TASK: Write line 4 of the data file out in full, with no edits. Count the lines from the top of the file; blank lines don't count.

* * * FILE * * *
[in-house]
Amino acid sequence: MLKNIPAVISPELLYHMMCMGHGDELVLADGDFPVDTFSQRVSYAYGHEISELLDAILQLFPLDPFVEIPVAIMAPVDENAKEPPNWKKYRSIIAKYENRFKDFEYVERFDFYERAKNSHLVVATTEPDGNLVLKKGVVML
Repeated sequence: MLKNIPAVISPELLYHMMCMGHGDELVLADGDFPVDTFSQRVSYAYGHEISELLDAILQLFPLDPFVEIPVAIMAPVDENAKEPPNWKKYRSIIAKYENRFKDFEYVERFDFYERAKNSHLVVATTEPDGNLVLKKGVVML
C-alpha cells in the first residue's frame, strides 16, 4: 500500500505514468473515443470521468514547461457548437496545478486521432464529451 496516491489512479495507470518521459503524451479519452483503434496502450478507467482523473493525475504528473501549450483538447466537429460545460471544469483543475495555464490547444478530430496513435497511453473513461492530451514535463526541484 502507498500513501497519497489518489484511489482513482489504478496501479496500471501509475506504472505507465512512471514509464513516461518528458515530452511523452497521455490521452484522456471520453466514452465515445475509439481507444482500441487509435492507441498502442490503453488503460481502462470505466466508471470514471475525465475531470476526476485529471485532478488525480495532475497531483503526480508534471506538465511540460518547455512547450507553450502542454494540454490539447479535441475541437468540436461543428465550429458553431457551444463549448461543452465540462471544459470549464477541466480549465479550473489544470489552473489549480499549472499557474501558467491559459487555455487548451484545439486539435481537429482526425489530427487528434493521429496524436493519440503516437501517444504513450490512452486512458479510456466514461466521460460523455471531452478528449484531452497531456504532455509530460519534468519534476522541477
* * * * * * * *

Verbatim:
C-alpha cells in the first residue's frame, strides 16, 4: 500500500505514468473515443470521468514547461457548437496545478486521432464529451 496516491489512479495507470518521459503524451479519452483503434496502450478507467482523473493525475504528473501549450483538447466537429460545460471544469483543475495555464490547444478530430496513435497511453473513461492530451514535463526541484 502507498500513501497519497489518489484511489482513482489504478496501479496500471501509475506504472505507465512512471514509464513516461518528458515530452511523452497521455490521452484522456471520453466514452465515445475509439481507444482500441487509435492507441498502442490503453488503460481502462470505466466508471470514471475525465475531470476526476485529471485532478488525480495532475497531483503526480508534471506538465511540460518547455512547450507553450502542454494540454490539447479535441475541437468540436461543428465550429458553431457551444463549448461543452465540462471544459470549464477541466480549465479550473489544470489552473489549480499549472499557474501558467491559459487555455487548451484545439486539435481537429482526425489530427487528434493521429496524436493519440503516437501517444504513450490512452486512458479510456466514461466521460460523455471531452478528449484531452497531456504532455509530460519534468519534476522541477